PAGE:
By Dan Gilgoff, God & Country
The editor-in-chief of the Vatican newspaper, L ' Osservatore Romano, has drawn fire from some conservative Roman Catholics in the United States for allegedly going too soft on President Obama. "Obama is not a pro-abortion president," the editor, Gian Maria Vian, said in a recent interview.
Of course, many conservative U.S. Catholics say Obama is exactly that.
In a new interview with the National Review Online, Vian explains his bullishness on Obama as part of a plan to influence the president on issues like abortion by giving him the benefit of the doubt. The conciliatory posture represents another challenge to the many conservative American Catholics taking a confrontational tack toward the White House.
Highlights from the interview:
You were quoted as saying, "It is my clear conviction: Obama is not a pro-abortion president." On what basis do you hold this conviction?
I made that statement in an interview to an Italian journalist of Il Riformista who called me on the day the president was at Notre Dame for the controversial ceremony of the conferring of the law degree honoris causa. I was in Barcelona; I gave the interview over the phone and based my observation primarily on the speech President Obama gave on that occasion—a speech which demonstrated openness. In this sense, I said that he didn't seem a pro-abortion president.
What do you mean?
He considered abortion, at least in his speech at Notre Dame, as something to prevent and, above all, he said, we must proceed in the attempt to widen the consensus as much as possible because he realizes that it is a very delicate issue.
Of course, Senator Obama made decisions that certainly cannot be defined as pro-life, to use the American term. He was, rather, pro-choice. Yet I believe that the senator's activity prior to his presidential election is one thing, and the political line he is following as president of the United States is another.
We have noticed that his entire program prior to his election was more radical than it is revealing itself to be now that he is president. So this is what I meant when I said he didn't sound like a pro-abortion president. Besides, he stated that the Freedom of Choice Act is no longer a top priority of the administration.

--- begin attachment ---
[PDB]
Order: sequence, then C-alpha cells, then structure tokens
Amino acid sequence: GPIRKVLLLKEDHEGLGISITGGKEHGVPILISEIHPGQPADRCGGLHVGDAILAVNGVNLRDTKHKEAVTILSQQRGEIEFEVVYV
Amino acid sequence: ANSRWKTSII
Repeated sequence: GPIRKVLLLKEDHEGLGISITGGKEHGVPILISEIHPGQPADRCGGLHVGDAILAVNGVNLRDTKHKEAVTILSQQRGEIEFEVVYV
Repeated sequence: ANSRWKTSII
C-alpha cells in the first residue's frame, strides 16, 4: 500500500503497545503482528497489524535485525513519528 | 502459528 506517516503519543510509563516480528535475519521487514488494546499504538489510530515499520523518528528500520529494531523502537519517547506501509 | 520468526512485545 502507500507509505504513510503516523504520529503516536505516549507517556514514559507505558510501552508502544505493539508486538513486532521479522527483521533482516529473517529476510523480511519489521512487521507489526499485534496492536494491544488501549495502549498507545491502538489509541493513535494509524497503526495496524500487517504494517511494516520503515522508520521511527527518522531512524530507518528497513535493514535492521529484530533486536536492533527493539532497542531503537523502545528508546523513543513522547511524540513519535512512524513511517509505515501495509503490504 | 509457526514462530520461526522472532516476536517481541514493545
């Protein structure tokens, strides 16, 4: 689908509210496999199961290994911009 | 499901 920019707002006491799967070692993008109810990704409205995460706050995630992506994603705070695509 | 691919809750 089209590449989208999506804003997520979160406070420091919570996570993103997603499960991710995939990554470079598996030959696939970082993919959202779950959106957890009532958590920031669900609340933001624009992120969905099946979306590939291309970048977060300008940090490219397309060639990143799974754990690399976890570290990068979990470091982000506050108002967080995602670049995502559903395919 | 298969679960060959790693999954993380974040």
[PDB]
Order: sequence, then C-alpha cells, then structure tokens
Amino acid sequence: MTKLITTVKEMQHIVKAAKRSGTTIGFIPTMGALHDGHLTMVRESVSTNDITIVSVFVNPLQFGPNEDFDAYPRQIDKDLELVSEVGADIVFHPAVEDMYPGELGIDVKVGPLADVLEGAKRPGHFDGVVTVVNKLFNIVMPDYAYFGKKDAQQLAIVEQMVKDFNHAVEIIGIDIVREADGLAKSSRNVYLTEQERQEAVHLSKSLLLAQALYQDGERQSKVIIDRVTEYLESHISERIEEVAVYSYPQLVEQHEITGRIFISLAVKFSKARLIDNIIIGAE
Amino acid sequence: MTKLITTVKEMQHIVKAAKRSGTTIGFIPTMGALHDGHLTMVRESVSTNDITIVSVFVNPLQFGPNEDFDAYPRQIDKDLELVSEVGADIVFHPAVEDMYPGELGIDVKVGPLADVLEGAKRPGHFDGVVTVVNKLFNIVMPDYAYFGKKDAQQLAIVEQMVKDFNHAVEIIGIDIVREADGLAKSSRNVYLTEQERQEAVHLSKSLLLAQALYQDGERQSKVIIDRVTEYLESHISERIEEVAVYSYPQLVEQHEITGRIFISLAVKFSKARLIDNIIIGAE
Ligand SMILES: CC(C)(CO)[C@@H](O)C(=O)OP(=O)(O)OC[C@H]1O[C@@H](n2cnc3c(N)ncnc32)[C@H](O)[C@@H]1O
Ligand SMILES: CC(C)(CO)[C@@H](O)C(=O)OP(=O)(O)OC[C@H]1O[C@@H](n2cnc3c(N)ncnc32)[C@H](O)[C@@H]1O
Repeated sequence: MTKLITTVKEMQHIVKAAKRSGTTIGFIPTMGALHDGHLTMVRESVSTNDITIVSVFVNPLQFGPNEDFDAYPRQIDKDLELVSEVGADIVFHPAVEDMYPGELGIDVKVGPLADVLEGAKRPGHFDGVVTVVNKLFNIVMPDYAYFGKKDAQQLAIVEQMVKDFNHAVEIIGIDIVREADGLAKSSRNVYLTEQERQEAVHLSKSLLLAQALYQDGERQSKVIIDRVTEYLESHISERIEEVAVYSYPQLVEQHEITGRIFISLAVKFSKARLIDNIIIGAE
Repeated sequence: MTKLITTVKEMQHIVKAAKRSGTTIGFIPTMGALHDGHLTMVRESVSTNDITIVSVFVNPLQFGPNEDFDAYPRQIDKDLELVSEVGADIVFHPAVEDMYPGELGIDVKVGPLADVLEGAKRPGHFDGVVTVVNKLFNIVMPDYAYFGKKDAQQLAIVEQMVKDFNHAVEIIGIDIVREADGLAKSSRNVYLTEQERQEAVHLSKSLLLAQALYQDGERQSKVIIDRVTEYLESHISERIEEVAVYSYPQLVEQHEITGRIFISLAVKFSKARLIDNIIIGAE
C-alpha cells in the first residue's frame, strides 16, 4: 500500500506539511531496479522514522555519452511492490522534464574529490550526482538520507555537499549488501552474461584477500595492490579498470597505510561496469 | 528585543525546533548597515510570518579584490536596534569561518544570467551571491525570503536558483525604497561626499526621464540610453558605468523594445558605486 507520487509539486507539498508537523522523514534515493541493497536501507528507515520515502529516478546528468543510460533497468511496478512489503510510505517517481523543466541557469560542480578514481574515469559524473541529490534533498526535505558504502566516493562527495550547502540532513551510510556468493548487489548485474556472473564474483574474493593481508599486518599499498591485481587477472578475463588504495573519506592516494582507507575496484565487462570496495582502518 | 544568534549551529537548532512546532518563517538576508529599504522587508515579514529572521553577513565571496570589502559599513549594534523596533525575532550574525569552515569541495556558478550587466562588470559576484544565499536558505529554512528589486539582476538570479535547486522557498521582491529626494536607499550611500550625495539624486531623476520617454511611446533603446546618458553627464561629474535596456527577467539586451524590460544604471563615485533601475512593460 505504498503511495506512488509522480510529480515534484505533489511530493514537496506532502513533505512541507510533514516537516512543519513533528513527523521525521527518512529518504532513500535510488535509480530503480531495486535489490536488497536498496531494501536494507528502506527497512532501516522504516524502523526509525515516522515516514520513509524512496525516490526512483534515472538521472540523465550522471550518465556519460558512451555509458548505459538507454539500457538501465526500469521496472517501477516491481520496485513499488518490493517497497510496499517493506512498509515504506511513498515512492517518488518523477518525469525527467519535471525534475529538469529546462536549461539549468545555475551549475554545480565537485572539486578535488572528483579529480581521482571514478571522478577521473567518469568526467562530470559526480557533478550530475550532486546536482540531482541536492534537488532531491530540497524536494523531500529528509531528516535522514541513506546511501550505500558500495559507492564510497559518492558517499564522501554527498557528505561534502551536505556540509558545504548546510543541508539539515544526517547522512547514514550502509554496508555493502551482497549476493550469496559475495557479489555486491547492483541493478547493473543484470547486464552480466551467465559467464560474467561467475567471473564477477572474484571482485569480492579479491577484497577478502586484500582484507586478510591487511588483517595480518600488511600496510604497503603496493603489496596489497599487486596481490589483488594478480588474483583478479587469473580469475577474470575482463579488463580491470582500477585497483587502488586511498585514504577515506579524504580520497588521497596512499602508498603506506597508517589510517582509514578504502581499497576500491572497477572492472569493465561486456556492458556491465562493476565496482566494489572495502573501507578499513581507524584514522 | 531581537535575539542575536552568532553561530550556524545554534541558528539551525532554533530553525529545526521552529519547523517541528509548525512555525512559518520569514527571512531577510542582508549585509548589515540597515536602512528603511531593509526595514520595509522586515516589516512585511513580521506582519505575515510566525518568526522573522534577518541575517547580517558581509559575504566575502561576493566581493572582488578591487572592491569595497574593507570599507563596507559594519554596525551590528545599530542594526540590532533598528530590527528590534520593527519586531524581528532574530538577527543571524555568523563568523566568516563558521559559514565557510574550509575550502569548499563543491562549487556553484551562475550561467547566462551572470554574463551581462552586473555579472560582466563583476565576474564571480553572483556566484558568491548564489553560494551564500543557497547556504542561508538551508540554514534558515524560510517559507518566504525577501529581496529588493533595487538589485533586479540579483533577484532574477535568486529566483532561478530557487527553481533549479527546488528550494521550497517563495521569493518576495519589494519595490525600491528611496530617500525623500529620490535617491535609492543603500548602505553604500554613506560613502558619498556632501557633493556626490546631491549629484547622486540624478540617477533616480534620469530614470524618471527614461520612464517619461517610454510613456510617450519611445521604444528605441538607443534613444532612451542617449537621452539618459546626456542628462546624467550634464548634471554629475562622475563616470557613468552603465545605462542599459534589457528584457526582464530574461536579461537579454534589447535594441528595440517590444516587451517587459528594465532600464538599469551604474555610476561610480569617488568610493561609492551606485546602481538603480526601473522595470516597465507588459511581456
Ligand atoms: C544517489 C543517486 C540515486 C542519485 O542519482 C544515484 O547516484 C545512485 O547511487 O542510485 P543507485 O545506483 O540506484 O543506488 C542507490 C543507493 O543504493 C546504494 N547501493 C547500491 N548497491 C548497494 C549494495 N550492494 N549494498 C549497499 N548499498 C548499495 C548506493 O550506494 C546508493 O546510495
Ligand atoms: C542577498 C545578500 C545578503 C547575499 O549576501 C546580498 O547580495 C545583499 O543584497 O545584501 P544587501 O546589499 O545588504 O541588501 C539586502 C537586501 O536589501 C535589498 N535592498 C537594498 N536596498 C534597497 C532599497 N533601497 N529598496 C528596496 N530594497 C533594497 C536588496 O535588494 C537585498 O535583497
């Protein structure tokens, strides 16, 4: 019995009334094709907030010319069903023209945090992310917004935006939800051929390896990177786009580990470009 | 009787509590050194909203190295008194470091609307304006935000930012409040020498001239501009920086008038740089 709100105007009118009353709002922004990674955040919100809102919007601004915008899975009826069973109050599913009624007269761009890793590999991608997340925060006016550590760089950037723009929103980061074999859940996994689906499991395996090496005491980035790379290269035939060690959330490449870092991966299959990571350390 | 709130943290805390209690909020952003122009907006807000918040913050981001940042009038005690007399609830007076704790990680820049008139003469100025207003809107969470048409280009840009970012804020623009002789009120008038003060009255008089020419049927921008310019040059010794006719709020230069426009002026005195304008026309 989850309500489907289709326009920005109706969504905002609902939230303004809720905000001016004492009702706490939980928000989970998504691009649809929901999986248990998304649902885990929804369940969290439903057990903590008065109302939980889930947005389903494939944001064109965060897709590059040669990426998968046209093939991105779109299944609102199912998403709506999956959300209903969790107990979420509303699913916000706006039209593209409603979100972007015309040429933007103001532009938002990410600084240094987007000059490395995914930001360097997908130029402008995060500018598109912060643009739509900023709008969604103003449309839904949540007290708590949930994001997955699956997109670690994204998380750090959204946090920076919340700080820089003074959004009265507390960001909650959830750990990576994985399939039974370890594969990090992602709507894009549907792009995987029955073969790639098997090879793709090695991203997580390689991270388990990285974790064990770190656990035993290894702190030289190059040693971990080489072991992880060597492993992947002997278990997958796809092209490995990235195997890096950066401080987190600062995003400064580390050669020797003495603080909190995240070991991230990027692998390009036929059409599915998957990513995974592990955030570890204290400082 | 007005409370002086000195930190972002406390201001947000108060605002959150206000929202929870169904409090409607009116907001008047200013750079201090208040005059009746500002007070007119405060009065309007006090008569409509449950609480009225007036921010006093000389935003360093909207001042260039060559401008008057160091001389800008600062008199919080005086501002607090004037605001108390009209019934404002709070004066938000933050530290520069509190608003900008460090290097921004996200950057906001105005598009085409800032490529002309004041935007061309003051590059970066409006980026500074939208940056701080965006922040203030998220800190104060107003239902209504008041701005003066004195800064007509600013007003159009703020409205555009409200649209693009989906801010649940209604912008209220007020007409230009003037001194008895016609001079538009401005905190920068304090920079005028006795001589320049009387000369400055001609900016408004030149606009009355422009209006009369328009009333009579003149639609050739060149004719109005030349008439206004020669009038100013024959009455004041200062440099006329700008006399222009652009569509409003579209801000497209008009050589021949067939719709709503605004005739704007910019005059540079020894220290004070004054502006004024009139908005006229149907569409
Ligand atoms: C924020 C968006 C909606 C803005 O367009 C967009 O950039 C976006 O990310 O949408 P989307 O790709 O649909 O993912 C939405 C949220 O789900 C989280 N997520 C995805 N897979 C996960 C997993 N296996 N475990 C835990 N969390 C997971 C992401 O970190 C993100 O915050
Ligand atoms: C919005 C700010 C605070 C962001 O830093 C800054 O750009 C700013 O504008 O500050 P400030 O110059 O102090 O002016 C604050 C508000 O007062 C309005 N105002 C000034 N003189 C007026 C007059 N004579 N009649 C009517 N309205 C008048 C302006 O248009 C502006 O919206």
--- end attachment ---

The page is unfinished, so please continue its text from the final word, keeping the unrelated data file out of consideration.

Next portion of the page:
Naturally, it is also a sort of wishful thinking. Let's hope that my conviction is confirmed by the political actions of the administration. This is basically the same attitude of watching, waiting, and hope of the Catholic bishops of the United States.
Did you hear from the pope or the secretary of state about your comment that Obama is not a pro-abortion president?
No. It was an interview on the fly. As usual, I didn't ask permission from either the secretariat of state or the pope. It was an impression that I communicated based on the speech he had just given. President Obama said we should try to confront this question without too much division, that it is a tragedy, a frightening drama, let's look for common ground—I think his words should be appreciated.
Some would say they are only words and it is his voting record and actions which speak more loudly.
I admit that it is legitimate to be diffident in the face of the words of a president who previously has demonstrated a pro-choice line, but I hope that he changes. I hope that he understands that a politics of pro-life is good politics, not because it is religious, not because it is Catholic, but because it is human. This is what the Church repeatedly says, and in particular Pope Benedict XVI. The appeal to natural law is important because it is not based on religious principles, it is based on human principles which can be agreed on by all.
So you were fully aware of the record of the senator, the criticisms of the U.S. bishops, and the political situation in the U.S.?
When we published the infamous article on the first 100 days, we wrote that the moderation that President Obama had so far demonstrated compared to what was expected in no way eliminated the reasons for criticism that the U.S. Bishops Conference expressed many times. . . .
Should a reader interpret the editorial line of the newspaper to be also that of the pope and the secretariat of state?
Well, we need to distinguish something here. The paper is not official: It is not the expression, in every single part, of the point of view of the Vatican, that is, of the secretariat of state. But it is obvious that it is an authoritative point of view of the Holy See, because ours is the only newspaper of the Holy See and has a century and a half of history. We were started during the American Civil War. We were started in 1861. It's a paper with a very long history and it has always been rightly interpreted as the expression of the thought of the Holy See, without a doubt, but that is not to say that every word that comes out in the paper is exactly the thought of the pope or the secretary of state.
But the average reader would assume that he will find in the Vatican's newspaper an editorial line that is in agr eement with the pope.
Let's say that L ' Osservatore Romano expresses a line generally in agreement with the Holy See. This is obvious because the paper is owned by the Holy See. My editor, in the Italian sense of the owner of the paper, is the pope, via the secretariat of state. I could not possibly create a paper in disagreement with the owner, just as no newspaper director could create a paper in dissension with the owner. If I ran the newspaper like that, I would have already been fired.
Read the whole interview here.